This really is such a simple swap, cheap to do and will make a big difference for the environment not just during plastic free July but every month in the year!

Cloth Bags for Fruit and Veg

We do not need those annoying tiny plastic bags that the supermarket offer us. For starters, fruit and veg do not need another layer, they have one to protect them and second of all you could just buy cloth bags if you feel you need to pop them inside something. They look and feel so much better and you won’t be adding to the rising plastic bag problem.

Shop at Your Local Farm Shop

Loose fruit and veg, no plastic wrappings and no plastic bags. Need I say more?

loose fruit and veg all plastic free

Switch Back to the Milkman

I have just made our very first order for this week and I am so excited at the prospect of opening my front door to bottles of milk again! I have also ordered orange juice in a glass bottle too. Milk and More also offer boxes of fruit and veg, bakery items and more so you could easily reduce your supermarket shop by switching.

Take Reusable Containers to the Counters

Why not try taking reusable tubs to the supermarket and popping over to those counters and asking them to put your cheese, fish or meat inside? It can be easily done and once you have used it all up you can wash your container out and do it all again.

Eco-friendly Toothpaste in Glass Jars

Toothpaste is a pain, isn’t it? Not only does it come in a useless cardboard box it also comes in a plastic tube and yet it is an essential item. You can now purchase toothpaste in glass jars and these can be easily recycled.

Bath Bombs

Bath bombs are a great alternative to bubble bath that comes in a plastic bottle.

Washable Cloths for Cleaning

I am loving the fact that we now wash so much more and throw less away. There are plenty of reusable wipes on the market to choose from too. I particularly love reusable kitchen roll. Now I can clean any surface and just simply wash it each time rather than needing to buy more – no more plastic packaging either!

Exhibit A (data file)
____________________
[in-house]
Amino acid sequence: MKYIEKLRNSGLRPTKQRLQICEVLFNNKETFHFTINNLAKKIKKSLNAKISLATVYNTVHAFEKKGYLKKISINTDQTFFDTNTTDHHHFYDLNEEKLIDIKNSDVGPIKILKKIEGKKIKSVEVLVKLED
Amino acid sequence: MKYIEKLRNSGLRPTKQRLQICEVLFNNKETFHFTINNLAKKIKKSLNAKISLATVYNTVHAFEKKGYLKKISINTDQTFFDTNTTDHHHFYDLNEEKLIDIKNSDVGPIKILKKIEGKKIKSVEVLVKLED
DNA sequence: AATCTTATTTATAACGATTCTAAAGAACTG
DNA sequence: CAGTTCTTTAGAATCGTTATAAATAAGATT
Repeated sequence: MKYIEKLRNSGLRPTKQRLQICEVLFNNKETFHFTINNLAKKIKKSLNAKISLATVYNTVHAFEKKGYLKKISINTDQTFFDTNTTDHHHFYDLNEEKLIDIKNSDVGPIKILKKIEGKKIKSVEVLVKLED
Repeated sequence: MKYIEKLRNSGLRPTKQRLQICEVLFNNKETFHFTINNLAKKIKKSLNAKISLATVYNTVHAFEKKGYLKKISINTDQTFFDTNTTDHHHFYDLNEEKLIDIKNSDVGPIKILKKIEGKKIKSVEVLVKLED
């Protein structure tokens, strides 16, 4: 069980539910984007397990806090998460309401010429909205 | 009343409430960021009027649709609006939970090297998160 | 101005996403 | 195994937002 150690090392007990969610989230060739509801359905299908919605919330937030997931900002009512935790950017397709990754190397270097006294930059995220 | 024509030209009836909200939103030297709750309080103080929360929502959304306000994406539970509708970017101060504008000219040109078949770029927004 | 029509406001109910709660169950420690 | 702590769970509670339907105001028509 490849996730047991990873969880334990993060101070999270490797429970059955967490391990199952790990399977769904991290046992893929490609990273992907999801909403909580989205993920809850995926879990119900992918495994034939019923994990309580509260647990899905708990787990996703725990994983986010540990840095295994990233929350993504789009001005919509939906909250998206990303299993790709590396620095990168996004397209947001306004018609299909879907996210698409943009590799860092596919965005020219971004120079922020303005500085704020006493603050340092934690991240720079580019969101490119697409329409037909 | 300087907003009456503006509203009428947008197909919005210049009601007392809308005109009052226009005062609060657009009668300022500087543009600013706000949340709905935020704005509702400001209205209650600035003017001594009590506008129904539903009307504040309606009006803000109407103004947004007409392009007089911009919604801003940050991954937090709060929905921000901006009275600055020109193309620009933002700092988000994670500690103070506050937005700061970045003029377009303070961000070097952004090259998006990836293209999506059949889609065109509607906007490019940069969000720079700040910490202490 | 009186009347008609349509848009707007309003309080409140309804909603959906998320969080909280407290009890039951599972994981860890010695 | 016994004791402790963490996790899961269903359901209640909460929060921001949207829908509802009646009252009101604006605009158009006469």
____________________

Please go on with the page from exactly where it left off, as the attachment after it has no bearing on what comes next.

Honestly, this list could go on and on because once you start looking closely you start to see how much plastic we all bring into our homes that isn’t always necessary. Now, I am not saying that you now need to go and rid your home of plastic because that will just be adding to the problem. Things like containers, toys, bottles you can use again, utensils, bowls and plates, kids cutlery etc. are all reusable and all essential. The single-use is the problem and that is what needs the focus because this is the stuff that ends up in the bin after a few moments, a day or weeks. Let me know what you are swapping this plastic free July? I’d love to hear from you.

Let’s make going plastic free easy and simple!

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2 thoughts on “How Can You Make An Impact This Plastic Free July?

  1. This is a great list of things to start with.
    I’ve made lots of changes in the past month.
    From reusable wipes to using a washing egg instead of gels. I’ve had a reusable water bottle for a couple of years now.
    I’ve also just made my first batch of cleaning fluid.

  2. Brilliant, Emma. I feel the same and find myself seeing more and more ways to make improvements.